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Home Buying 101: Searching For Your Home


When choosing the right home for your lifestyle, you must also choose the right neighborhood. While resale, style, and layout are critical, it’s also important to pick a neighborhood that you and your family will enjoy living in on a daily basis.

After learning your priorities, your buyer’s agent can help you identify the neighborhoods to begin your search, but your agent may not be able to answer all of your questions. Under Federal Fair Housing Laws, it is unlawful for an agent to engage in any conduct that is discriminatory on the basis of race, religion, color, national origin, sex, handicap or familial status. However, your buyer’s agent can provide helpful sources of information so that you can evaluate different neighborhoods and find the right one for you.

A real estate professional should never steer you toward or away from a particular neighborhood if the homes there fit your needs and are within your range of affordability. If you are interested in a particular neighborhood, share this preference with your buyer’s agent.

Factors to Consider When Evaluating a Neighborhood

 Spending time in a neighborhood at different times throughout the week can tell you a lot about it—but not everything. Ask yourself, “What kind of neighborhood do I want to live in?” Then do your research.

Depending on your needs and preferences, some factors may be more important than others, including:

  • Neighborhood Profile: Research neighborhood aspects such as population density and the level of commercial development.
  • Household Data: Take into account family type, average household income, and homeowner education level and occupation.
  • Crime Rate: Crime is an unfortunate reality. No neighborhood is immune to crime, but you can make an educated decision about where to live by researching the area.
  • Quality of Schools: Even if this doesn’t matter to you now, remember that this is an important factor for resale value. Base your evaluation on school performance as determined by average test scores, graduation rates, spending per student, and the percentage of college-bound students and National Merit Scholars.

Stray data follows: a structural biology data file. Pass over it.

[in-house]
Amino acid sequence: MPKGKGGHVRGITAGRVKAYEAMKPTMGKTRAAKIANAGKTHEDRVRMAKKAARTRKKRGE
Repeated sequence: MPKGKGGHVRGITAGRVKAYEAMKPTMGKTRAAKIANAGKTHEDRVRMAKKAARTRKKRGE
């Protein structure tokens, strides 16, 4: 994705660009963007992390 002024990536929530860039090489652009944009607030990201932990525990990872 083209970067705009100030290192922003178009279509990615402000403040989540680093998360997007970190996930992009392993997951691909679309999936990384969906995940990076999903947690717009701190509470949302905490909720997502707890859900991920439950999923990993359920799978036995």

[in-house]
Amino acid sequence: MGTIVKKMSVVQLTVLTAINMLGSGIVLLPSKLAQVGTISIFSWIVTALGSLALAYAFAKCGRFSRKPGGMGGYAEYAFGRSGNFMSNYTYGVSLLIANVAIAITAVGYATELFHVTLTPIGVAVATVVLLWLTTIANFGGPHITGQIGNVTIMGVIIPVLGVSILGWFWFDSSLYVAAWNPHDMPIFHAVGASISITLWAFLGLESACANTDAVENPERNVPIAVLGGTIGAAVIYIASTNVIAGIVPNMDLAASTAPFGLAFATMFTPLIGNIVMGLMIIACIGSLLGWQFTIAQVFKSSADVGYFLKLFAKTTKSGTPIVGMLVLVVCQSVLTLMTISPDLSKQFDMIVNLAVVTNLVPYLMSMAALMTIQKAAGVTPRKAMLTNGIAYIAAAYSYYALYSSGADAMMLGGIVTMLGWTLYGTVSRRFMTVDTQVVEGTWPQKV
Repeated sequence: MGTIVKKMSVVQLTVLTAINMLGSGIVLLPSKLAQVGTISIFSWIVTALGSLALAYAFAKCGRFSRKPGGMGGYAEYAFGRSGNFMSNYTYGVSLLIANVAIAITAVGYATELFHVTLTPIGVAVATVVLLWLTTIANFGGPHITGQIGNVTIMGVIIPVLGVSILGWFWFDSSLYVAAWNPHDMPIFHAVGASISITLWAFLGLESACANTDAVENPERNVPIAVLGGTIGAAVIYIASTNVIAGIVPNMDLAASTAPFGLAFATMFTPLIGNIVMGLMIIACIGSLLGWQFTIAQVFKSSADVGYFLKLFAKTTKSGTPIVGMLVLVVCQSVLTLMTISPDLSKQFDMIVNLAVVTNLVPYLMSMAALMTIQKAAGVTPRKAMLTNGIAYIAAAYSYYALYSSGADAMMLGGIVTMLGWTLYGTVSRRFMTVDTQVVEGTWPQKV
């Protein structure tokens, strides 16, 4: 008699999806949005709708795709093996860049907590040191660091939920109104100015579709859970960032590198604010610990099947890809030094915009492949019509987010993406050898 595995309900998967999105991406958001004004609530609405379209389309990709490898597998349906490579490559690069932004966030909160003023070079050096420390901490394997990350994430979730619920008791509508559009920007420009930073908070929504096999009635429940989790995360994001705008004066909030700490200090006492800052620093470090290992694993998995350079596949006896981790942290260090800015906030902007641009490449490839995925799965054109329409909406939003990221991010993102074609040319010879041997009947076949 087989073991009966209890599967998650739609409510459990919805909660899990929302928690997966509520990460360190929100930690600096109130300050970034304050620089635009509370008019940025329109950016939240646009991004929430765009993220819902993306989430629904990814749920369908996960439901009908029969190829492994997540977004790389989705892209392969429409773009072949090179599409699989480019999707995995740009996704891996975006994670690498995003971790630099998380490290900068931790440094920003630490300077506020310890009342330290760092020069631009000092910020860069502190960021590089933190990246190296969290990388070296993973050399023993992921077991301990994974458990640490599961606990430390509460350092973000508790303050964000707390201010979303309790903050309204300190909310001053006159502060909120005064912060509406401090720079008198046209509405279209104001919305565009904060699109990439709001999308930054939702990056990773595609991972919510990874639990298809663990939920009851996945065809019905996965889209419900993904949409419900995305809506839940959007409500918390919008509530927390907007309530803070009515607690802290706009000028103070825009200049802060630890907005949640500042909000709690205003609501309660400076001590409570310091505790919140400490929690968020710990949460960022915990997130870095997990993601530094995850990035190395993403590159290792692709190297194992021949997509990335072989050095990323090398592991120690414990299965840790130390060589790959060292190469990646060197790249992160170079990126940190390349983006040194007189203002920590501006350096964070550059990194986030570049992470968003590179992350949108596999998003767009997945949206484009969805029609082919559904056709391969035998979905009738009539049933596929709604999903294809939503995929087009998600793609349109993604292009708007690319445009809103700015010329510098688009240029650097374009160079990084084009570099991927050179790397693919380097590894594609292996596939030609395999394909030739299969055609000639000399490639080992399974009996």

• Amenities: What features you want in a neighborhood will be determined by the lifestyle you lead. Amenities to consider include shopping, transportation, parks and recreation, restaurants and nightlife, cultural institutions, and natural resources, such as nature preserves.

Viewing and Comparing Homes

Once you’ve set your priorities and geographical search parameters, your 3930 Group buyer’s agent will begin sending you listings via email to review and visit. That’s right, it’s time for the fun part: going out and touring homes.

Make sure to review the list of preferences you compiled in Step 3 before each series of home tours. You may even consider setting up a comparison table with your highest-priority boxes listed first.

As you know, buying a house is more than just checking off items on a list—you’re searching for a home. You need to consider a certain amount of emotion or intuition. In addition to meeting your criteria, a home should “feel right.” Be sure to share your reactions to each property, good or bad, with your buyer’s agent so he or she can help you refine your search.

If you decide to view homes on your own (an open house, for example) make sure the listing agent knows you are working with someone, and share your agent’s business card or contact information, if possible. Above all, be careful not to divulge details about your personal situation, as those details may hurt your future negotiating position if you decide to make an offer on the property.

Using Web Sites

The Internet makes shopping for a home easier than ever before. Websites like Zillow, Trulia, and provide an opportunity for buyers to customize their search experience by manipulating criteria in unique and fun ways. Remember that not all information on the Internet is accurate and complete, even when found on these well-respected websites.

Your 3930 Group buyer’s agent is still the most important source for property information. He or she can share the most current and reliable listing information. This information may also include houses that buyers might not find on their own for a variety of reasons. Be sure to ask about any properties you find outside your agent’s search so that he or she may help you quickly learn more or visit the property.

Sam Wardle





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